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lakeman
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« Reply #13 on: February 20, 2010, 07:29:51 AM »

What kind of smoker is that? what powers it? Sounds like he is speaking German. I do not think anyone realizes the real benefit to this design, it could solve one big problem many have commented on often on this forum. A 1x10 is actually 3/4x 9 & 1/4, not being wide enough to make a deep. If you use your band to give you your space you usually rabbit out, and lower band on upper box sitting on upper band of lower box, a rabbit is not needed, or if anything a partial rabbit. Whereas in the past I have had to glue a strip on each 1x10 I used for deeps, using the bands, I can use the 1x10 without adding to it's width.
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alfred
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« Reply #14 on: February 20, 2010, 09:06:54 AM »

I guess that I don't see it... I have looked and looked and then I also looked at the link given but I still don't see anything special. They look like they are basicly regular boxes except that they are made of ply and held together with the strips at the top and bottom. They look like they still have the rabbit for holding the frames cut into the inside of the sides just like regular boxes. Only real difference that I see is the use of ply so they are cheeper and probably need the strips to hold them together

They kinda look like mine after a day of repairing old boxes.
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lakeman
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« Reply #15 on: February 20, 2010, 09:53:46 AM »

I guess that I don't see it... I have looked and looked and then I also looked at the link given but I still don't see anything special. They look like they are basicly regular boxes except that they are made of ply and held together with the strips at the top and bottom. They look like they still have the rabbit for holding the frames cut into the inside of the sides just like regular boxes. Only real difference that I see is the use of ply so they are cheeper and probably need the strips to hold them together

They kinda look like mine after a day of repairing old boxes.


You are not seeing it as it is, there is no rabbit (or if there is you ignore it and do not rabbit ), you just raise the band up a half inch and you actually then have your rabbit on all four sides. what it does is allows you to use a 1x10 to build your boxes, without glueing on 3/8", or have to use a 1x12, and rip it down.
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David LaFerney
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« Reply #16 on: February 20, 2010, 11:42:30 AM »

If you used these boxes mixed with standard equiment it looks like they would stick out about 3/8 on all sides which probably wouldn't make much difference - except with telescoping covers.  The beauty thing about them is that they wouldn't require any special tools, setups or jigs to make complex joints (box joint, dovetail) - and the total material cost could be less if you were careful. 

The downside is that each box has 12 parts instead of 4 - which absolutely is a real trade off.

BTW, the other videos by this guy about queen rearing are very interesting and informative even though they are in German.  I arranged them more or less in order here if anyone is interested - honey bee queen rearing videos
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alfred
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« Reply #17 on: February 20, 2010, 05:16:33 PM »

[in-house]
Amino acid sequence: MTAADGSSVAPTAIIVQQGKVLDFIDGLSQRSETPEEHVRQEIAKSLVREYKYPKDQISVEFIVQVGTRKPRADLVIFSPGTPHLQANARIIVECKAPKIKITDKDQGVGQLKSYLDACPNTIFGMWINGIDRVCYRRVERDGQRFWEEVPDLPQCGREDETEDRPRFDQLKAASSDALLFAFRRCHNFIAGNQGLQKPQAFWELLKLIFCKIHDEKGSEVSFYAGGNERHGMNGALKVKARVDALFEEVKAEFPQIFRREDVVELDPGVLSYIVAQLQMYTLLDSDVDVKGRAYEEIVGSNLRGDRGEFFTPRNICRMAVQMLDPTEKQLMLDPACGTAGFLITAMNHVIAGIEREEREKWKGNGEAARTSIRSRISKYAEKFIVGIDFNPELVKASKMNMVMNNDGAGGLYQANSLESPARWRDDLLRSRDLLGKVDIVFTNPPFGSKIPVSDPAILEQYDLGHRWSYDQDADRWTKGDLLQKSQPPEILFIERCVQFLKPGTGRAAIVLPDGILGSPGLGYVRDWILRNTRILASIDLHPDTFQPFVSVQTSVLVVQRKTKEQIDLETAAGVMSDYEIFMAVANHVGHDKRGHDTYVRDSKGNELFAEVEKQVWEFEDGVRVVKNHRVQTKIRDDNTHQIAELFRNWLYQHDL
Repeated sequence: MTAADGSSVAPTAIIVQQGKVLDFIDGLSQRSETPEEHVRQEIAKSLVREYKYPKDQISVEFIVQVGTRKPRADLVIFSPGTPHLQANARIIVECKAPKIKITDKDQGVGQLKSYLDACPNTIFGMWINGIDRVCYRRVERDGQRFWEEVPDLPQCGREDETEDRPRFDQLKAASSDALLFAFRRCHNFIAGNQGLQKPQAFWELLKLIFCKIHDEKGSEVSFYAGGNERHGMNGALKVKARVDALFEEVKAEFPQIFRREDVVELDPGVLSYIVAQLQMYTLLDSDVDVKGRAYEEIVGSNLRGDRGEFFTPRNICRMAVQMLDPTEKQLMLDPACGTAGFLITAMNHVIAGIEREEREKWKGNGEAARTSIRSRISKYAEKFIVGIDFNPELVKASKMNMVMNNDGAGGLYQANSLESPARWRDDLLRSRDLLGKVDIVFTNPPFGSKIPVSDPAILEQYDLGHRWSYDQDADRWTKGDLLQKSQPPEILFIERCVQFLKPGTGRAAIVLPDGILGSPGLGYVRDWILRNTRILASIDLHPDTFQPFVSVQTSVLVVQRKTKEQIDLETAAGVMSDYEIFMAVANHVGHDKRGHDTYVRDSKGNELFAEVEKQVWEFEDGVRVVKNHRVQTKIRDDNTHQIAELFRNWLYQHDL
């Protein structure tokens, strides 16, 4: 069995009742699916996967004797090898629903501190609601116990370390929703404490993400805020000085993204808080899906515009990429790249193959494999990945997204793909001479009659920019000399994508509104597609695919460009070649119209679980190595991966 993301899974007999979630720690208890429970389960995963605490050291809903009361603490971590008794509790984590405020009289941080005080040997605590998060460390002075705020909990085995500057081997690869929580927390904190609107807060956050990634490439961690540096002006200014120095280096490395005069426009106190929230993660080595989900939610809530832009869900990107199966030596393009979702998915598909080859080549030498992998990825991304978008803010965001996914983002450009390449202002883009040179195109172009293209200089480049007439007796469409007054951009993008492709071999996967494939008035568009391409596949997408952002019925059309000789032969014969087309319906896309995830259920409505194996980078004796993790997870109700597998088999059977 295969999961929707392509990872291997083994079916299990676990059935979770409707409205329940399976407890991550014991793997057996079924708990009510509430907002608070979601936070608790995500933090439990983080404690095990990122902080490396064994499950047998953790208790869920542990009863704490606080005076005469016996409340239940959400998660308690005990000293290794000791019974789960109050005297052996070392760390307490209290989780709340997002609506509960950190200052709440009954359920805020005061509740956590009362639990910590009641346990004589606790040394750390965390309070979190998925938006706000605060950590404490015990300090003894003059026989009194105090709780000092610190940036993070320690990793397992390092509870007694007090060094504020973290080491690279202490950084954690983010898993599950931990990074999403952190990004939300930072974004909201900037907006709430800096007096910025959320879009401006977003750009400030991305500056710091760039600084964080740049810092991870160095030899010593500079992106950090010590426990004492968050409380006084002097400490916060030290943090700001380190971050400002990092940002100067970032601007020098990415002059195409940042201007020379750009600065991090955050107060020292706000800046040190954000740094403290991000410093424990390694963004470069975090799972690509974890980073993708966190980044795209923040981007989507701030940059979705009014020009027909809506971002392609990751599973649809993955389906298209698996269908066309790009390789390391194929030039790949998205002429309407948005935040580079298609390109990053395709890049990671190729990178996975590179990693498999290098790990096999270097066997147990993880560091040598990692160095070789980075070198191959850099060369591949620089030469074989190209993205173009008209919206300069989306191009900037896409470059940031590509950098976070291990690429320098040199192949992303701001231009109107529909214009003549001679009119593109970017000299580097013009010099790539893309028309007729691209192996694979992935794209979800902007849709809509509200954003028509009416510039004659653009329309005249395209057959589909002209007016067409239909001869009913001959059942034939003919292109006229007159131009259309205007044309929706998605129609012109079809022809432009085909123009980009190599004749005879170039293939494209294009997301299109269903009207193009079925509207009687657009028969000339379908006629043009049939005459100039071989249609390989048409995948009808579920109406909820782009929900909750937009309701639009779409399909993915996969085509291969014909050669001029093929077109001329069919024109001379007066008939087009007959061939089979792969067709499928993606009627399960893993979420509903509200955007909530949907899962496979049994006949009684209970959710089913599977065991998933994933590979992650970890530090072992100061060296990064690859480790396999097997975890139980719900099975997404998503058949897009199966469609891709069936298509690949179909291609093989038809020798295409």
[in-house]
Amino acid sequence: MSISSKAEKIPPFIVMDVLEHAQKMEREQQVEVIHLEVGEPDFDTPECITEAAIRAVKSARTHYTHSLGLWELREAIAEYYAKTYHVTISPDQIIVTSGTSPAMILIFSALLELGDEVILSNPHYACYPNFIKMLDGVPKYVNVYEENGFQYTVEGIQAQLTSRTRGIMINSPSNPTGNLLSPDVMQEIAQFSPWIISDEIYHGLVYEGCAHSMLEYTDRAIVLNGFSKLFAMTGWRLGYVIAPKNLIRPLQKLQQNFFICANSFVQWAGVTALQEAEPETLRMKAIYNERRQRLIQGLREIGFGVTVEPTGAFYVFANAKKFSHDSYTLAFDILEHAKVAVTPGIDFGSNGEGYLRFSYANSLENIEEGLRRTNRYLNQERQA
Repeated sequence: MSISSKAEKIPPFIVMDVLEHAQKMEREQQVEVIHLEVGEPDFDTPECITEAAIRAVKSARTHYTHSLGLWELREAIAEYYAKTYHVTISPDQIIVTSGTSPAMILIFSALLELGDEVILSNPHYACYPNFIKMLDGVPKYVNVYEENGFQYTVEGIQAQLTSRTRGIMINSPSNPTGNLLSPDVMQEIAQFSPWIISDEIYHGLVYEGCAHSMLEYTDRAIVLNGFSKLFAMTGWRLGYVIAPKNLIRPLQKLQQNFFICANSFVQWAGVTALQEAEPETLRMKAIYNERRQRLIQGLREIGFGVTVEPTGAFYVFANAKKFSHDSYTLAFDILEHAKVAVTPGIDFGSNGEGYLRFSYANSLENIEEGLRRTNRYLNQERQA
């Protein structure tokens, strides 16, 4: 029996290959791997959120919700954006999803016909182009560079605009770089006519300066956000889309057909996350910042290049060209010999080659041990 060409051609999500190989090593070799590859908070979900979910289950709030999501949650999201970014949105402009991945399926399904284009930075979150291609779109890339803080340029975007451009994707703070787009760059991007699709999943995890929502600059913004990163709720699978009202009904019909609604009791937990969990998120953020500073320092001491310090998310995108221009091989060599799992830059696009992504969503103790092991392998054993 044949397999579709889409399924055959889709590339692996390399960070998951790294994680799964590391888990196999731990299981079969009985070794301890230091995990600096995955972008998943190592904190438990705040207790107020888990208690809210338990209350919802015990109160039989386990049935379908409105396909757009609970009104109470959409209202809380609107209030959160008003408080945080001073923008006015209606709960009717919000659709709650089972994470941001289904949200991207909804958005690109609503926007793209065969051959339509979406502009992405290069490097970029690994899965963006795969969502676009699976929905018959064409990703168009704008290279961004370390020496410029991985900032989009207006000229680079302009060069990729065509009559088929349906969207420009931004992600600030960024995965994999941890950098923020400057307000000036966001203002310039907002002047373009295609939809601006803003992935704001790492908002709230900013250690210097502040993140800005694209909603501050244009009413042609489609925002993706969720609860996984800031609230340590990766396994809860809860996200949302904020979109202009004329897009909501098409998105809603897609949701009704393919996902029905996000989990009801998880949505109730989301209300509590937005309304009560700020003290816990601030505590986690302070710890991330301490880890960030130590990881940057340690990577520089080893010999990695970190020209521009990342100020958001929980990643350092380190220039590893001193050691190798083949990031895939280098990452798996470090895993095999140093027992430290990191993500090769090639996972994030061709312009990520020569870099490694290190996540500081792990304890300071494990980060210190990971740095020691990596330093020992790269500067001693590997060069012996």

I get what you are saying now, basicly like a National Hive, but that is not what is shown in either the video or in the pic at http://en.wikipedia.org/wiki/File:Sealed_Honey_in_frame.JPG 

In each case the top cleat/handle is clearly about 1/4 inch below the top edge of the box and the box has a rabbit cut on the inside. Looks basicly like a Lang made without box joints and so cleats were added all around for strength. In the video he has cleats near the top and at the bottom. In the Wiki pic they are near the top only.

I have done this to many of mine as they get old to hold them together better or to fix broken corners or edges. I would think that these would be less strong than the standard box made with proper joints. I would be worried about strength as well with the sort of national idea of tagging a strip across the top edge of a box inorder to create an inner ledge.
Might be worth a try if you are making brood boxes out of dimensional lumber because you could make them without doing any rip cuts or rabbits. But wouldn't work the same for supers, at least with dimensional lumber and your boxes would lack the strength of box joints.
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kedgel
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« Reply #18 on: February 20, 2010, 07:49:37 PM »

What kind of smoker is that? what powers it? Sounds like he is speaking German. I do not think anyone realizes the real benefit to this design, it could solve one big problem many have commented on often on this forum. a 1x10 is actually 3/4x 9 & 1/4, not being wide enough to make a deep. If you use your band to give you your space you usually rabbit out, and lower band on upper box sitting on upper band of lower box, a rabbit is not needed, or if anything a partial rabbit. Whereas in the past I have had to glue a strip on each 1x10 I used for deeps, using the bands, I can use the 1x10 without adding to it's width.
I bet he has ammonium nitrate in it, judging by the constant stream of smoke and the sizzling/crackling sound coming out  of it.  That would also explain why the bees aren't eating him alive in his stylish attire.  I used it once while doing a cutout on some really aggressive bees.  One good toke of that stuff and they all just sat on the combs going, "far-out man!" and singing "Give Peace a Chance"  afro.  It works great it on very cranky bees.  I over-dosed one layer of comb with it and killed them, so I wouldn't advise its use except in extreme situations.  Besides, it is getting hard to find ever since that wack-job blew up the building in Oklahoma city with it.  Although it is a great fertilizer, I does happen to make a very nice bomb, also.   shocked

Kelly